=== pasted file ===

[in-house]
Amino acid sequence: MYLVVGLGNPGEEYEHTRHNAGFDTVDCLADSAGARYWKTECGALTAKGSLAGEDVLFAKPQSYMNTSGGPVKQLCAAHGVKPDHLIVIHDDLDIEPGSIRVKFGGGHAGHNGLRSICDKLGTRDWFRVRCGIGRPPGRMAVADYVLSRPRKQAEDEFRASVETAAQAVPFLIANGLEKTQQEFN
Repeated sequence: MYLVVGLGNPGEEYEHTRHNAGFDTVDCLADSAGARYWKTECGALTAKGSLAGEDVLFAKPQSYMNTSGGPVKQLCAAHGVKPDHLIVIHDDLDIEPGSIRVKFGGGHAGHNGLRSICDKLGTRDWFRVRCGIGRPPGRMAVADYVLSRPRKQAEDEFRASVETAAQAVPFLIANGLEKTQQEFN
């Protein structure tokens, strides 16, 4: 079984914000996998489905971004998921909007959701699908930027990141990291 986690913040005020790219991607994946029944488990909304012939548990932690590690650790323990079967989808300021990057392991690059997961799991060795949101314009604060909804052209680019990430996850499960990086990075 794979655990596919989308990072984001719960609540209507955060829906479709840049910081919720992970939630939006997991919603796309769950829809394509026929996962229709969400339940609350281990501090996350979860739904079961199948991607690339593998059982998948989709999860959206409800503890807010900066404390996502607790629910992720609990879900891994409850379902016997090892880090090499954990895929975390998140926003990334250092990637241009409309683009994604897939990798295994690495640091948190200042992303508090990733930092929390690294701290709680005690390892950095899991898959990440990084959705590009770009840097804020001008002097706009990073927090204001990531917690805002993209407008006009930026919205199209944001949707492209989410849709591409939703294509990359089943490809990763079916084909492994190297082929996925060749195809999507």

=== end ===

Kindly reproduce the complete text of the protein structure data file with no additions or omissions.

[in-house]
Amino acid sequence: MYLVVGLGNPGEEYEHTRHNAGFDTVDCLADSAGARYWKTECGALTAKGSLAGEDVLFAKPQSYMNTSGGPVKQLCAAHGVKPDHLIVIHDDLDIEPGSIRVKFGGGHAGHNGLRSICDKLGTRDWFRVRCGIGRPPGRMAVADYVLSRPRKQAEDEFRASVETAAQAVPFLIANGLEKTQQEFN
Repeated sequence: MYLVVGLGNPGEEYEHTRHNAGFDTVDCLADSAGARYWKTECGALTAKGSLAGEDVLFAKPQSYMNTSGGPVKQLCAAHGVKPDHLIVIHDDLDIEPGSIRVKFGGGHAGHNGLRSICDKLGTRDWFRVRCGIGRPPGRMAVADYVLSRPRKQAEDEFRASVETAAQAVPFLIANGLEKTQQEFN
């Protein structure tokens, strides 16, 4: 079984914000996998489905971004998921909007959701699908930027990141990291 986690913040005020790219991607994946029944488990909304012939548990932690590690650790323990079967989808300021990057392991690059997961799991060795949101314009604060909804052209680019990430996850499960990086990075 794979655990596919989308990072984001719960609540209507955060829906479709840049910081919720992970939630939006997991919603796309769950829809394509026929996962229709969400339940609350281990501090996350979860739904079961199948991607690339593998059982998948989709999860959206409800503890807010900066404390996502607790629910992720609990879900891994409850379902016997090892880090090499954990895929975390998140926003990334250092990637241009409309683009994604897939990798295994690495640091948190200042992303508090990733930092929390690294701290709680005690390892950095899991898959990440990084959705590009770009840097804020001008002097706009990073927090204001990531917690805002993209407008006009930026919205199209944001949707492209989410849709591409939703294509990359089943490809990763079916084909492994190297082929996925060749195809999507």